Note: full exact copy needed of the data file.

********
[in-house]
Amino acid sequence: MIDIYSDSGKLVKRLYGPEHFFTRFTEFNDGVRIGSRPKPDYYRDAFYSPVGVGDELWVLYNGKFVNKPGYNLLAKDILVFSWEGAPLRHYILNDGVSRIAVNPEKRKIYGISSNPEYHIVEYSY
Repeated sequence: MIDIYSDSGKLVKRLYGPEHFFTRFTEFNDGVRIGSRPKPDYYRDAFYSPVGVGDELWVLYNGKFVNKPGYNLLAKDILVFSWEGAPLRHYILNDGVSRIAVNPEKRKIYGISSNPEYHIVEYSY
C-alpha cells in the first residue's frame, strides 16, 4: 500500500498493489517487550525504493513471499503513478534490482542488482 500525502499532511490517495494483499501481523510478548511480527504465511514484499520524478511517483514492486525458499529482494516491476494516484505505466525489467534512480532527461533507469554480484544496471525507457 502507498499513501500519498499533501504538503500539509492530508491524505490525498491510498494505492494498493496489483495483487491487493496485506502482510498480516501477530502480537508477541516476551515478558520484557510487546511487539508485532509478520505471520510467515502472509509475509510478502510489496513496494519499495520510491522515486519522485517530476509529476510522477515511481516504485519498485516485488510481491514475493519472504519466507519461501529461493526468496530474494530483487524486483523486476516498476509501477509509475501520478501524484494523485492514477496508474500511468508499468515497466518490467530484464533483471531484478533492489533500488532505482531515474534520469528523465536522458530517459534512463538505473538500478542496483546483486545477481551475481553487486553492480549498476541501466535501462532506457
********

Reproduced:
[in-house]
Amino acid sequence: MIDIYSDSGKLVKRLYGPEHFFTRFTEFNDGVRIGSRPKPDYYRDAFYSPVGVGDELWVLYNGKFVNKPGYNLLAKDILVFSWEGAPLRHYILNDGVSRIAVNPEKRKIYGISSNPEYHIVEYSY
Repeated sequence: MIDIYSDSGKLVKRLYGPEHFFTRFTEFNDGVRIGSRPKPDYYRDAFYSPVGVGDELWVLYNGKFVNKPGYNLLAKDILVFSWEGAPLRHYILNDGVSRIAVNPEKRKIYGISSNPEYHIVEYSY
C-alpha cells in the first residue's frame, strides 16, 4: 500500500498493489517487550525504493513471499503513478534490482542488482 500525502499532511490517495494483499501481523510478548511480527504465511514484499520524478511517483514492486525458499529482494516491476494516484505505466525489467534512480532527461533507469554480484544496471525507457 502507498499513501500519498499533501504538503500539509492530508491524505490525498491510498494505492494498493496489483495483487491487493496485506502482510498480516501477530502480537508477541516476551515478558520484557510487546511487539508485532509478520505471520510467515502472509509475509510478502510489496513496494519499495520510491522515486519522485517530476509529476510522477515511481516504485519498485516485488510481491514475493519472504519466507519461501529461493526468496530474494530483487524486483523486476516498476509501477509509475501520478501524484494523485492514477496508474500511468508499468515497466518490467530484464533483471531484478533492489533500488532505482531515474534520469528523465536522458530517459534512463538505473538500478542496483546483486545477481551475481553487486553492480549498476541501466535501462532506457